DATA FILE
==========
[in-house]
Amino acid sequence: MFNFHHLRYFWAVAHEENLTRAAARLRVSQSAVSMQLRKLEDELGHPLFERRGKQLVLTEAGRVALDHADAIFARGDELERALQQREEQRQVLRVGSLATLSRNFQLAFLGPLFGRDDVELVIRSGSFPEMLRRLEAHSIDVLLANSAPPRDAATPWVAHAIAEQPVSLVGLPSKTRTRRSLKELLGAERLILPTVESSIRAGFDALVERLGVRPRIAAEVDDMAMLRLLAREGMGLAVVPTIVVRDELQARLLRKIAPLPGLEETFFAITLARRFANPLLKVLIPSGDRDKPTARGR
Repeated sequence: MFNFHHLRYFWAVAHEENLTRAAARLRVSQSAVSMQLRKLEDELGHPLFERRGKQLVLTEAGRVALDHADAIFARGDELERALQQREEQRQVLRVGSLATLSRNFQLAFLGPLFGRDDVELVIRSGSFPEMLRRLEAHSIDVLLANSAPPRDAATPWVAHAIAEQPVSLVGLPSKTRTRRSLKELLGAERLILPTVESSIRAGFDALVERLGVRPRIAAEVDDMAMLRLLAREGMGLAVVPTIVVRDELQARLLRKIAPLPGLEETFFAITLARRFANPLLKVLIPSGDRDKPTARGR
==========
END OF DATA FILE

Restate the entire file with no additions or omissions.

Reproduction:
[in-house]
Amino acid sequence: MFNFHHLRYFWAVAHEENLTRAAARLRVSQSAVSMQLRKLEDELGHPLFERRGKQLVLTEAGRVALDHADAIFARGDELERALQQREEQRQVLRVGSLATLSRNFQLAFLGPLFGRDDVELVIRSGSFPEMLRRLEAHSIDVLLANSAPPRDAATPWVAHAIAEQPVSLVGLPSKTRTRRSLKELLGAERLILPTVESSIRAGFDALVERLGVRPRIAAEVDDMAMLRLLAREGMGLAVVPTIVVRDELQARLLRKIAPLPGLEETFFAITLARRFANPLLKVLIPSGDRDKPTARGR
Repeated sequence: MFNFHHLRYFWAVAHEENLTRAAARLRVSQSAVSMQLRKLEDELGHPLFERRGKQLVLTEAGRVALDHADAIFARGDELERALQQREEQRQVLRVGSLATLSRNFQLAFLGPLFGRDDVELVIRSGSFPEMLRRLEAHSIDVLLANSAPPRDAATPWVAHAIAEQPVSLVGLPSKTRTRRSLKELLGAERLILPTVESSIRAGFDALVERLGVRPRIAAEVDDMAMLRLLAREGMGLAVVPTIVVRDELQARLLRKIAPLPGLEETFFAITLARRFANPLLKVLIPSGDRDKPTARGR